Mexico’s election victor Lopez Obrador reaches out to Trump
The president-elect says he supports renegotiation of the North American Free Trade Agreement with the US and Canada.
The morning after a crushing election victory, Mexico’s president-elect Andres Manuel Lopez Obrador has thanked Donald Trump for his congratulations and said he will contact the US leader to “reach an understanding”.
Mr Lopez Obrador said in an interview with the Televisa news network that the US president’s tweet on Sunday night “was very respectful. That is what we always want to maintain with the US government, that there be mutual respect”.
Mr Trump wrote: “I look very much forward to working with him. There is much to be done that will benefit both the United States and Mexico!”
“We are never going to disrespect the US government, because we want them to respect us,” Mr Lopez Obrador said.
“At the appropriate moment, we are going to get in touch, to reach an understanding.
“We are conscious of the need to maintain good relations with the United States.”
Congratulations to Andres Manuel Lopez Obrador on becoming the next President of Mexico. I look very much forward to working with him. There is much to be done that will benefit both the United States and Mexico!— Donald J. Trump (@realDonaldTrump) July 2, 2018
Mr Lopez Obrador had been compared to Mr Trump for his populist, nationalist rhetoric and sometimes touchy personality — as well as his past scepticism about the trade deal.
But he said he supports reaching a deal on renegotiating the North American Free Trade Agreement with the US and Canada. The talks have been stalled over the Trump administration demands for higher US content and a “sunset clause” in the 1994 trade agreement.
Mr Lopez Obrador said he will propose that his own team of experts be included in the talks, and he will make that proposal in a meeting on Tuesday with current President Enrique Pena Nieto.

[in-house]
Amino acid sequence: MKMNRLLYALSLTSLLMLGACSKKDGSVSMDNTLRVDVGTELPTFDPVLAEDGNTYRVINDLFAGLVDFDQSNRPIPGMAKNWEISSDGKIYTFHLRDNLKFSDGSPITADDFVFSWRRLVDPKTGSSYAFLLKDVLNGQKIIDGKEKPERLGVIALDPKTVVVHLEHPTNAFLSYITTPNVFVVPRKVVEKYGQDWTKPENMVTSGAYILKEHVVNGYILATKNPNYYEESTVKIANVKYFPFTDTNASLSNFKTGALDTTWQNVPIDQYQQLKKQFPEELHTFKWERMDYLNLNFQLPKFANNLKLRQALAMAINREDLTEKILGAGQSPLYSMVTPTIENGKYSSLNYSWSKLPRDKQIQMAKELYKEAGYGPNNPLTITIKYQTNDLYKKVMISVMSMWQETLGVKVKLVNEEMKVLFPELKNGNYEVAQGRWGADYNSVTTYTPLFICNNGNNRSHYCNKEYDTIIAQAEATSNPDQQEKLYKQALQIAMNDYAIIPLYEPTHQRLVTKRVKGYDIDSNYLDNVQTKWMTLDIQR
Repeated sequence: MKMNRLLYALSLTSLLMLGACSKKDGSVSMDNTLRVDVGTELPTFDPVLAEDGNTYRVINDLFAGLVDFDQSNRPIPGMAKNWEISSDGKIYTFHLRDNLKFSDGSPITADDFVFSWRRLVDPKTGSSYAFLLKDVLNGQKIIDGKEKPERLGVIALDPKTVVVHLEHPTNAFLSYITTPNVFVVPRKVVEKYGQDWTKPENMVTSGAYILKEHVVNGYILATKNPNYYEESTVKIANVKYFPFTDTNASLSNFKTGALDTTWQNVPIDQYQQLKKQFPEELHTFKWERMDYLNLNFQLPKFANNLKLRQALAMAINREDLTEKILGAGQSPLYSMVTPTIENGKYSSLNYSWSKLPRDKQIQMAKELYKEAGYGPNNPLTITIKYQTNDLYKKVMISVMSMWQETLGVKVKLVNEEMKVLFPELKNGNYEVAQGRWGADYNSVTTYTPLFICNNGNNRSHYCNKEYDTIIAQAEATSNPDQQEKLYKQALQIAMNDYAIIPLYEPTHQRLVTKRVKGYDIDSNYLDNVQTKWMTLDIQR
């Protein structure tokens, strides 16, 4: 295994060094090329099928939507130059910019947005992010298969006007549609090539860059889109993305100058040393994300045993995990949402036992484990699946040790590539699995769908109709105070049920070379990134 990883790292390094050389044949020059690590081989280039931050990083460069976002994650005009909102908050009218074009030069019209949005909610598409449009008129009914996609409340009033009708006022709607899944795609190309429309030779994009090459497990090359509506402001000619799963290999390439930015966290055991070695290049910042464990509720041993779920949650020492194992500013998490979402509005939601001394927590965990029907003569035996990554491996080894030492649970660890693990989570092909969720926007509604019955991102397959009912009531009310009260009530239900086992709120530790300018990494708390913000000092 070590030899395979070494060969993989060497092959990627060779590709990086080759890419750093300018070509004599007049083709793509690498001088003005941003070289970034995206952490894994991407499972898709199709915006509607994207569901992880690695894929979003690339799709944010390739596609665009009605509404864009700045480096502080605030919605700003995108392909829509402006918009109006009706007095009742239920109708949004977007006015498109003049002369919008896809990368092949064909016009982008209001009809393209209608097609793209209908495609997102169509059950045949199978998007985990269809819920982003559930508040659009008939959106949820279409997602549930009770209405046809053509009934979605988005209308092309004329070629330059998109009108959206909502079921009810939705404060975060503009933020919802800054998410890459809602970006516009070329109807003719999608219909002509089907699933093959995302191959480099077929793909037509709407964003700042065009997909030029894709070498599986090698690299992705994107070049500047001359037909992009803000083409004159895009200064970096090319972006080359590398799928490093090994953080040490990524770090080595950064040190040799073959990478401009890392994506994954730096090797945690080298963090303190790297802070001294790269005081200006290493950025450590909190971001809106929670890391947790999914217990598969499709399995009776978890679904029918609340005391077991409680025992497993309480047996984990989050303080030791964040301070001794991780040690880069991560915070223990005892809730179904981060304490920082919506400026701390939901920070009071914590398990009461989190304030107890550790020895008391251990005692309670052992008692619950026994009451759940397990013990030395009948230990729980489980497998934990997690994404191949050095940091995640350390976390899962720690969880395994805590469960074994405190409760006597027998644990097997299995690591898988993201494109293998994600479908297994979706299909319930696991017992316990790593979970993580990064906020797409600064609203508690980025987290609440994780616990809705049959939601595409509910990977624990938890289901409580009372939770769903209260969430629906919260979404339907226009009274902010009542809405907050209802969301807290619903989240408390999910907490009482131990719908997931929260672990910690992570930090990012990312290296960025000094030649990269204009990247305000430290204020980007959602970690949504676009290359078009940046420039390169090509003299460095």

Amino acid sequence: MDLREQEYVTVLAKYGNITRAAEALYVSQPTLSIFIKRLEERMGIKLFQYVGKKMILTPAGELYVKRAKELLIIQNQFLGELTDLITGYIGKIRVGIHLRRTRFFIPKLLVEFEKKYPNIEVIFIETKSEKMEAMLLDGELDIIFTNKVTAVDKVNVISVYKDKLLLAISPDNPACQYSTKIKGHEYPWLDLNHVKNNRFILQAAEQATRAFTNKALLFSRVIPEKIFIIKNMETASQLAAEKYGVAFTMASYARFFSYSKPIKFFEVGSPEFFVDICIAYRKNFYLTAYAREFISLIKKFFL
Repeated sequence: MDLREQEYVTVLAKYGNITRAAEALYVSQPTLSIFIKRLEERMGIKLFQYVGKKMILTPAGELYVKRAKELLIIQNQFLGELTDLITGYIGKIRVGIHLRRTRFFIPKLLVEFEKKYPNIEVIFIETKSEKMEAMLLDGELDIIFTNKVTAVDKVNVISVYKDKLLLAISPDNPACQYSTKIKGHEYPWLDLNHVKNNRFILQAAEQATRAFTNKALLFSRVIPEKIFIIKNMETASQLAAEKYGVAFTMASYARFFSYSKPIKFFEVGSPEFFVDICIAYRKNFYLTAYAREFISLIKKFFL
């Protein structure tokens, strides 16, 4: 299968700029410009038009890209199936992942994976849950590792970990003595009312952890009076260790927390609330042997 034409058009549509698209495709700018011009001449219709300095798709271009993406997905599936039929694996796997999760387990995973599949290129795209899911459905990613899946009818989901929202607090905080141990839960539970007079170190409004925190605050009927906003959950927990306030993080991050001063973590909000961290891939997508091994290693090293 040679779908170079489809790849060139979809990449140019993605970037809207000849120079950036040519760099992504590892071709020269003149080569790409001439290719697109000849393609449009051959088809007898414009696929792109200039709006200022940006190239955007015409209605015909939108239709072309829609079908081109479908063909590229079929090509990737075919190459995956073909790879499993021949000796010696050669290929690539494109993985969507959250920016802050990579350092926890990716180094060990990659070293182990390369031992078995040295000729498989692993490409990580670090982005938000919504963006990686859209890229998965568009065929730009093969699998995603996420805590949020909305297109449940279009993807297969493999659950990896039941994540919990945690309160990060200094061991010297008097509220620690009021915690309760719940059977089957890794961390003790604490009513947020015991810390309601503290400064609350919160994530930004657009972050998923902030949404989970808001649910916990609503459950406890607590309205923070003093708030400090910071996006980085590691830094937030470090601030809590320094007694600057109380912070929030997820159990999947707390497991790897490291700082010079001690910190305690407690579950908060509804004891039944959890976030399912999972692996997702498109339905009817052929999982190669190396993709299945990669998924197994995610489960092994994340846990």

The new leader told Televisa he will respect the current team of negotiators and let them continue representing Mexico until he takes office on December 1.
He said he wants to have information on what is being discussed and “to help as much as we can.”
With just over half of votes counted, he had about 53.7% of the vote, a remarkable margin not seen in the country for more than three decades.
A prominent exit poll predicted his party allies were poised to score big victories in congressional and governorship races.
Mr Lopez Obrador, who campaigned on vows to transform Mexico and oust the “mafia of power” ruling the country, rode widespread voter anger and discontent with the governing Institutional Revolution Party, or PRI, of Mr Nieto and had led opinion polls since the beginning of the campaign.
The PRI, which dominated Mexican politics for nearly the entire 20th century and recaptured the presidency in 2012, looks set to suffer heavy losses, not just for the presidency but in other races as well.
In brief remarks at a hotel in central Mexico City late on Sunday, Mr Lopez Obrador called for reconciliation after a polarising campaign and promised profound change but with respect for the law and constitutional order.
“I confess that I have a legitimate ambition: I want to go down in history as a good president of Mexico,” said Mr Lopez Obrador, who had lost in the previous two presidential elections.
“I desire with all my soul to raise the greatness of our country on high.”
He said he would “seek to establish an authentic democracy and we do not intend to establish a dictatorship”.
Conservative Ricardo Anaya of a right-left coalition and the PRI’s Jose Antonio Meade acknowledged defeat shortly after polls closed nationwide.
Mr Lopez Obrador said individual and property rights would be guaranteed, promised respect for the autonomy of the central Bank of Mexico and said his government will maintain financial and fiscal discipline.
He also spoke of reducing Mexican immigration to the US through economic development.
“Mexicans will be able … to work and be happy where they were born,” he said.
And rather than the use of force to fight spiralling violence, he will look to fix root causes such as inequality and poverty.